I flagged my deep concern at the human rights violations documented since the coup.  It is simply unacceptable that 99 people have been killed and more than 5,000 injured as a result of excessive use of force by the joint security forces responding to protests. I also raised my concern at the arbitrary and mass arrest and often incommunicado detention of resistance committee members, protestors, activists, media professionals and others in the context of protests; sexual and gender-based violence and acts of torture and ill-treatment in the course of arrest and during detention  and lack of fair trial and due process guarantees.

Regarding accountability, I was informed that the investigation committee set up by the authorities to investigate human rights violations committed since the coup has confirmed four cases of sexual violence in the context of the protests and has made progress in investigations into the killings of protesters. However, I stressed to the authorities the need to expedite the process and provide information to the public on the committee’s progress.

In the report to the Human Rights Council, I included reference to information provided by the authorities in February on the number of police officers killed and injured during protests. I understand that the case of Mohamed Adam, known as Tupac, a young protestor arrested on suspicion of his involvement in the death of a police brigadier general during a protest in January, whose family I met when I was here in February, has now moved to trial.  I urge the authorities to ensure the right of all those prosecuted to a fair trial. 

I also shared my concern over the retrogression in the enjoyment of economic and social rights since the coup, due to the deterioration in the economy, political instability, increased prices – and the threat of poor harvests this year, which are forecast to dramatically increase the number of people living in poverty. I called on the authorities to take concrete steps to prevent this from happening, using the maximum of available resources and by seeking international support, as appropriate.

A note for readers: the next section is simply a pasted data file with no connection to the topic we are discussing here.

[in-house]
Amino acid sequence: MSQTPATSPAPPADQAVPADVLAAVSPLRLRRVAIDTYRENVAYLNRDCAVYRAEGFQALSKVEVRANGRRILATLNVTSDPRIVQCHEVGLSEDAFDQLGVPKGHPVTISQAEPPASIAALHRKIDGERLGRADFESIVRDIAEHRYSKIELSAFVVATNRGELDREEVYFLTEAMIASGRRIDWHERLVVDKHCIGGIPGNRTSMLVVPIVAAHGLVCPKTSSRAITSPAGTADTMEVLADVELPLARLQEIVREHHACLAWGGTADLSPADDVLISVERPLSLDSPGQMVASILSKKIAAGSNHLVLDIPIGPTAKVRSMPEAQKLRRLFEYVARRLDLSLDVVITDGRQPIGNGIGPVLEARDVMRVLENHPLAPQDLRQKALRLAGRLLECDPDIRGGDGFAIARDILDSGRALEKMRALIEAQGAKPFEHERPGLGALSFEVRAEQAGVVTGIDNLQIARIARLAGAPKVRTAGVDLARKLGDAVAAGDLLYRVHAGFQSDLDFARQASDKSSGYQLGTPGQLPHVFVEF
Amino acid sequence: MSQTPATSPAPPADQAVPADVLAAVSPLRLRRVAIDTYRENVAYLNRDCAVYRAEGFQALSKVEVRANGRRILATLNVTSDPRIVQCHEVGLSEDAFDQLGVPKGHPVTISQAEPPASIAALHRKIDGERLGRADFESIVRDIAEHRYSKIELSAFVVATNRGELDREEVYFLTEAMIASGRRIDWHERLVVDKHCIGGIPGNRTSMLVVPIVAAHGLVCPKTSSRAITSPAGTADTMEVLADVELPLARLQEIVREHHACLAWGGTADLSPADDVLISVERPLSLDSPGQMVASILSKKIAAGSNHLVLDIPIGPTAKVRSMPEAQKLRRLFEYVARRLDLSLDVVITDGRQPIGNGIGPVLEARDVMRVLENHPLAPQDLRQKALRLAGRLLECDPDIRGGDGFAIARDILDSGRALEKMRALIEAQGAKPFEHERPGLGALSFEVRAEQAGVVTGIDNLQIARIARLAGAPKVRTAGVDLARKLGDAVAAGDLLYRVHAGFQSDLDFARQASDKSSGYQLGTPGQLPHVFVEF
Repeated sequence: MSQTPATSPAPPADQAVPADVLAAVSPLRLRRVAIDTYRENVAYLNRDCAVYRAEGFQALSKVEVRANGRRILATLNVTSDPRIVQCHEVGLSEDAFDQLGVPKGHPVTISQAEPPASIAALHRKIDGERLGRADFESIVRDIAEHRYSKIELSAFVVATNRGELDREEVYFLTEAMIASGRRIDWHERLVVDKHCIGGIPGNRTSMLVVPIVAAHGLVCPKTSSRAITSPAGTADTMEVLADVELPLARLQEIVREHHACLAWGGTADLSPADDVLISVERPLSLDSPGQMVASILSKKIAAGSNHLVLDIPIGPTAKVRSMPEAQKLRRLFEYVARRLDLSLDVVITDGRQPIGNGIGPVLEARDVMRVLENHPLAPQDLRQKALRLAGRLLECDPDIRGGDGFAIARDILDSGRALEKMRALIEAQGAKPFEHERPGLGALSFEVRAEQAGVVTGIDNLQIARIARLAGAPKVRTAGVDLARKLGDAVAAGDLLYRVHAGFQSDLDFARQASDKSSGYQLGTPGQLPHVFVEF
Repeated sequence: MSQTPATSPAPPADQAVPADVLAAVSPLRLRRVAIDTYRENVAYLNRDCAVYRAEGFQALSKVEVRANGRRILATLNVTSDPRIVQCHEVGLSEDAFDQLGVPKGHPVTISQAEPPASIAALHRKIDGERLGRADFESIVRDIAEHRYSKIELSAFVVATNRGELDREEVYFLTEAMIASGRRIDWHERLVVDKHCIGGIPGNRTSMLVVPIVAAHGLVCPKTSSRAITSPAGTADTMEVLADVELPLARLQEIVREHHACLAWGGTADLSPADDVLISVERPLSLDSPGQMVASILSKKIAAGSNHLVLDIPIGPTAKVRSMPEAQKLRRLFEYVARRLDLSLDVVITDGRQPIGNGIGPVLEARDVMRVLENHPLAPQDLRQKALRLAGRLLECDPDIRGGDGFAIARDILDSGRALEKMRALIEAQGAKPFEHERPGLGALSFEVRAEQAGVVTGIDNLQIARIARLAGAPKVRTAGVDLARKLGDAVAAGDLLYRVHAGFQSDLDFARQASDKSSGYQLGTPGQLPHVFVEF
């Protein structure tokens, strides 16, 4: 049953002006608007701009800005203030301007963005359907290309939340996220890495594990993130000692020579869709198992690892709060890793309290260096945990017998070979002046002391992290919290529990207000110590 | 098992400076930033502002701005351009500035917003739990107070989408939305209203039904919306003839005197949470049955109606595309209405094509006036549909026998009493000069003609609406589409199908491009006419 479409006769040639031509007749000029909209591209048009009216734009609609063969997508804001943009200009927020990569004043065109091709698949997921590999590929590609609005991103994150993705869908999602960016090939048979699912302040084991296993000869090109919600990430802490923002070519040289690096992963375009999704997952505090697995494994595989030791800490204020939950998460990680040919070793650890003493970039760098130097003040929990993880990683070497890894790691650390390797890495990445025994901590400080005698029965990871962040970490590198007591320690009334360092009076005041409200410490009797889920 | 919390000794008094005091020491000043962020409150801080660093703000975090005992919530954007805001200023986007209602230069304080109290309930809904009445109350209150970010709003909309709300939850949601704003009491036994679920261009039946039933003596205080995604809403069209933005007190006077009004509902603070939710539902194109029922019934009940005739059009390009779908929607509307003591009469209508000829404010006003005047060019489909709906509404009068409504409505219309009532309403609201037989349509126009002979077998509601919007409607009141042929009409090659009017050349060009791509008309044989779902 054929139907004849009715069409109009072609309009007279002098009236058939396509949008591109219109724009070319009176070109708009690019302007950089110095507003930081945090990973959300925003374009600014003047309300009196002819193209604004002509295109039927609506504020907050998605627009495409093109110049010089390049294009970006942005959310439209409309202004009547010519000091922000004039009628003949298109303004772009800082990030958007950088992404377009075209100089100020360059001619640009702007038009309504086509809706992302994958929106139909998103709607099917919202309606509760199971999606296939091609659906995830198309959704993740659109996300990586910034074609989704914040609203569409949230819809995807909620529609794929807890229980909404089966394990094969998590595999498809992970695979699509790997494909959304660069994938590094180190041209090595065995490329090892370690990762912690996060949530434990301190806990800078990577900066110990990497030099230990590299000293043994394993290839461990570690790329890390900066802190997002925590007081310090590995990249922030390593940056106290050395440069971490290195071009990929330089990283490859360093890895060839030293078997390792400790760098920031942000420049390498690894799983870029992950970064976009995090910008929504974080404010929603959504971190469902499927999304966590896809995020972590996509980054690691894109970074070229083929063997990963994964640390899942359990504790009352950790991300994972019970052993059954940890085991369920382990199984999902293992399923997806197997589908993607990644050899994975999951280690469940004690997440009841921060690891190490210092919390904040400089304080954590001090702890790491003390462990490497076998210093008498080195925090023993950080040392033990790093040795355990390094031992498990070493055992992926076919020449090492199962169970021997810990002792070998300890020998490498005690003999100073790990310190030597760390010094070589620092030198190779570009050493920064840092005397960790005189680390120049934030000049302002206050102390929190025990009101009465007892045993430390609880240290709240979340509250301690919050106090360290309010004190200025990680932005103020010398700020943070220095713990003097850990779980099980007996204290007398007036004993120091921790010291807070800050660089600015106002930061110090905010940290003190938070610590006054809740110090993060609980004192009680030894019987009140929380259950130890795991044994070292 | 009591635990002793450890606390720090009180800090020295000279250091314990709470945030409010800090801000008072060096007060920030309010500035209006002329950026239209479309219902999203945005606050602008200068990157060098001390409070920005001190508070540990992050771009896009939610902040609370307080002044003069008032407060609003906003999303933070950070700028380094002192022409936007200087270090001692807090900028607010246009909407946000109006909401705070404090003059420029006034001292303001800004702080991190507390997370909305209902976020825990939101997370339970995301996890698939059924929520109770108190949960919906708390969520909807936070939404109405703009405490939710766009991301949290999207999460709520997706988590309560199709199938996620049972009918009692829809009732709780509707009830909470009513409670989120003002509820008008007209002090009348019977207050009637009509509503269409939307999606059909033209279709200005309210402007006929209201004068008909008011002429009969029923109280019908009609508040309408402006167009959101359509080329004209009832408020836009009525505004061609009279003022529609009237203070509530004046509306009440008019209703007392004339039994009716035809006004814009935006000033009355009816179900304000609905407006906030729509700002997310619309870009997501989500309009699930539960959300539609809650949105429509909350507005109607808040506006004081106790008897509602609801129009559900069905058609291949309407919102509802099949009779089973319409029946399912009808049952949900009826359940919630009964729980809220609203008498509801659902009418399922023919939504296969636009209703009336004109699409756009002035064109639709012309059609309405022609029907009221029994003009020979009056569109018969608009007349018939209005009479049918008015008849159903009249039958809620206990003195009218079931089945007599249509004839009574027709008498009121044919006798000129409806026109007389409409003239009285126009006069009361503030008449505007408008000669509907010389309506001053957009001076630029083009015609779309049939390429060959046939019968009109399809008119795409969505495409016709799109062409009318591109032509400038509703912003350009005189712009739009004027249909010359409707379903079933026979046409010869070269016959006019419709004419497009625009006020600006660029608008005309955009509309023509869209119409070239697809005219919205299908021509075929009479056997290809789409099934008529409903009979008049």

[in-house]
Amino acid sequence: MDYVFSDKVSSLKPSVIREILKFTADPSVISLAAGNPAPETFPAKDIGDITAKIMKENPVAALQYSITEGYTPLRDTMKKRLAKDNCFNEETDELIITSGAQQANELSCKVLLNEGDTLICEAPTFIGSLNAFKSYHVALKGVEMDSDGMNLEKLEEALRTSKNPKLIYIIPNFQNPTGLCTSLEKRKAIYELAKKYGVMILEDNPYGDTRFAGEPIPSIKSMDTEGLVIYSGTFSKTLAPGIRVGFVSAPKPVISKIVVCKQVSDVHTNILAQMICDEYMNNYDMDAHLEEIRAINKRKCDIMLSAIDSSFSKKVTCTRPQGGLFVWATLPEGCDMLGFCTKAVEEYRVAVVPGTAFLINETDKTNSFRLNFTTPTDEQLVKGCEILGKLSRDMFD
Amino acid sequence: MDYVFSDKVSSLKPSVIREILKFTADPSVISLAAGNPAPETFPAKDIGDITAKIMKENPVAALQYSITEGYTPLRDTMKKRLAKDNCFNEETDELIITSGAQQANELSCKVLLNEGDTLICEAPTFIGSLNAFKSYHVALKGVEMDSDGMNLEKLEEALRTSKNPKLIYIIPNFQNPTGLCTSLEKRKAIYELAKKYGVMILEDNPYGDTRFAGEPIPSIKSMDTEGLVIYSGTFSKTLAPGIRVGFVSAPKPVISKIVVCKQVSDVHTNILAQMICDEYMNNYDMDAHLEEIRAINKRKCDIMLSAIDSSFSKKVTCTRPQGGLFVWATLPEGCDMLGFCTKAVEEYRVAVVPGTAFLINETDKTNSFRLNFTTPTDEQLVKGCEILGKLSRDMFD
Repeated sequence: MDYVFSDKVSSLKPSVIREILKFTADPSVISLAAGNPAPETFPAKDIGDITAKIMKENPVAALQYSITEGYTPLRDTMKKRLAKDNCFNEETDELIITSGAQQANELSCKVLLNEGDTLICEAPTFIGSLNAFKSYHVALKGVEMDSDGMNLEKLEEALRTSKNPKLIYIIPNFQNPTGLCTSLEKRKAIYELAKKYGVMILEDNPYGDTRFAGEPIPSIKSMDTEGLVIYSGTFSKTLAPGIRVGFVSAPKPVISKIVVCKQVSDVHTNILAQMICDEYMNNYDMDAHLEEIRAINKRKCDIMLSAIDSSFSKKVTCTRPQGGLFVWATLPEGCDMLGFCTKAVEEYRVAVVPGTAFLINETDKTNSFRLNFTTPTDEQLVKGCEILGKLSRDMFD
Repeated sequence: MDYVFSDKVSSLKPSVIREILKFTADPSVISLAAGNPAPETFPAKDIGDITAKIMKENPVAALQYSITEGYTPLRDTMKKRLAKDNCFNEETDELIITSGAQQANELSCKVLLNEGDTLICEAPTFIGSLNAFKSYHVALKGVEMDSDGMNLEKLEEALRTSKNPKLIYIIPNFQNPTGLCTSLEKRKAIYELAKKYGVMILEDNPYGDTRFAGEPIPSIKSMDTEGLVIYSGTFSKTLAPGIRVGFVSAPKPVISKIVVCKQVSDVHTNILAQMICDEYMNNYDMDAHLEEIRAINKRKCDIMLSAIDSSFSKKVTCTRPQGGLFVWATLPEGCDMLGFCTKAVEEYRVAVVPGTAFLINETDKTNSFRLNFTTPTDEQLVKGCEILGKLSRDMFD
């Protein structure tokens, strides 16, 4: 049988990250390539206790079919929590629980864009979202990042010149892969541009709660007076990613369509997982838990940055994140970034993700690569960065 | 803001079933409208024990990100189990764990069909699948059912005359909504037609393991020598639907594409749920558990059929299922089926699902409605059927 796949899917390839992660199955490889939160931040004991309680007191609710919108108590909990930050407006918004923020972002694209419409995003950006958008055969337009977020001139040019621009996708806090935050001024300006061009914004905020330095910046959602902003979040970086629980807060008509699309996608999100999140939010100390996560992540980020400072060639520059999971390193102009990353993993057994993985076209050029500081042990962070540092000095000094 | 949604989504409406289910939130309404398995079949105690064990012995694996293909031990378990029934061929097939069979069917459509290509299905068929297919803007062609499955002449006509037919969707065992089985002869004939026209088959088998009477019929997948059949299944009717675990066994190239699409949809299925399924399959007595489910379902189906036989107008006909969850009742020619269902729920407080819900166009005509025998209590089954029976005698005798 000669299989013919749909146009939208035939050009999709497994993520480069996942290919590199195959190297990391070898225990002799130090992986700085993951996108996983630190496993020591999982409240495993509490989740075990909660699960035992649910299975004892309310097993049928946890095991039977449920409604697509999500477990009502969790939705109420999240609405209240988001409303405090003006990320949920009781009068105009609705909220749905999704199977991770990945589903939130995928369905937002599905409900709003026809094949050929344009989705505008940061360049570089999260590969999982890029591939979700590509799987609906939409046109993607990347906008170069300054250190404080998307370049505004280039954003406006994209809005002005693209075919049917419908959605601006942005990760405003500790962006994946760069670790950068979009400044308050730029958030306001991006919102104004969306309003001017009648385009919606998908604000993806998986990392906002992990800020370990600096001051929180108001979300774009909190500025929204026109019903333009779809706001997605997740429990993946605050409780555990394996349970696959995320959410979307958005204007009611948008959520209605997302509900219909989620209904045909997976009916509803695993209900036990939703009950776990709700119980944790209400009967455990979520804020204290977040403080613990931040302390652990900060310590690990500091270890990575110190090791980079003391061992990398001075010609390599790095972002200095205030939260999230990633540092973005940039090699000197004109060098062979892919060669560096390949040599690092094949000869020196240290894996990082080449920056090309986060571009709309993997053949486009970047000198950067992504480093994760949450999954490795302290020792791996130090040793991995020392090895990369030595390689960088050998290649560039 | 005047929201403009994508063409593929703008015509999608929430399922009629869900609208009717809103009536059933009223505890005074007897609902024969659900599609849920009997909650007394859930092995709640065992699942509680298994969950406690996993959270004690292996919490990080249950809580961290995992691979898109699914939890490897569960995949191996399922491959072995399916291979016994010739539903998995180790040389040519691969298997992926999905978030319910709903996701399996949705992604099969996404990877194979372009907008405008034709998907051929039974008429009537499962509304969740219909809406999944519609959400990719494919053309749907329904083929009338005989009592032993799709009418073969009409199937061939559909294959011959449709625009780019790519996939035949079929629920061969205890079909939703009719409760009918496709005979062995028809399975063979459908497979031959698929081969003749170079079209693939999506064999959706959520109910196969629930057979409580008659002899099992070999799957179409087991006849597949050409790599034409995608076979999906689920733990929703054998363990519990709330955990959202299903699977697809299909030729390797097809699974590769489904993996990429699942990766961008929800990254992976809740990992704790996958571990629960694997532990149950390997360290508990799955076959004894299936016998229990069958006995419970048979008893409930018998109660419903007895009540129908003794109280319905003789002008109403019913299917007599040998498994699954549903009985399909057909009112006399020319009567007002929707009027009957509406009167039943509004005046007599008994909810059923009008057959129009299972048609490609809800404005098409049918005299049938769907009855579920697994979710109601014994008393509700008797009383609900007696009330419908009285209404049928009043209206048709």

I also communicated my concern in relation to intercommunal conflicts and large-scale attacks against civilians in Darfur, including the events of 22 to 24 April in Kreinik that claimed the lives of at least 172 people, almost all from the Massalit tribe, and displaced thousands. These events must be investigated fully, and serious and comprehensive efforts taken to restore peace and hold those responsible to account. Implementation of the security arrangements envisaged in the Juba Peace Agreement needs to be accelerated and more joint security forces deployed in hotspot areas in Darfur to protect civilians and including Internally Displaced People, including women and children.

In conclusion, I encourage all Sudanese to contribute to efforts towards a political settlement and resumption of the important legal and institutional reforms started by the transitional government. In this respect, I would like to underline that any political initiatives must be founded on human rights if they are to succeed and include justice and reparations for victims and accountability for those responsible for human rights violations. There should also be a strong commitment to the protection of civilians.

Thank you once again to all who took their time to meet with me, thank you to the UN Joint Human Rights Office in Sudan for their continued support to my mandate, and thanks to all of you here today. May peace and prosperity come soon to this beautiful country!

Shukren Jezilen